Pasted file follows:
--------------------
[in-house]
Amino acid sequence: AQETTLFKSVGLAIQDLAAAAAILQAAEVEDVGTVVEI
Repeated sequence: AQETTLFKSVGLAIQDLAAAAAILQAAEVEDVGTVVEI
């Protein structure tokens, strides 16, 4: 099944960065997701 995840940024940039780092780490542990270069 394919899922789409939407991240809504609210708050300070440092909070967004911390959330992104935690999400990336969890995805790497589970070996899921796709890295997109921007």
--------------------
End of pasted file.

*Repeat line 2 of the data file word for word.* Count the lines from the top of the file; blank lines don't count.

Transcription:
Amino acid sequence: AQETTLFKSVGLAIQDLAAAAAILQAAEVEDVGTVVEI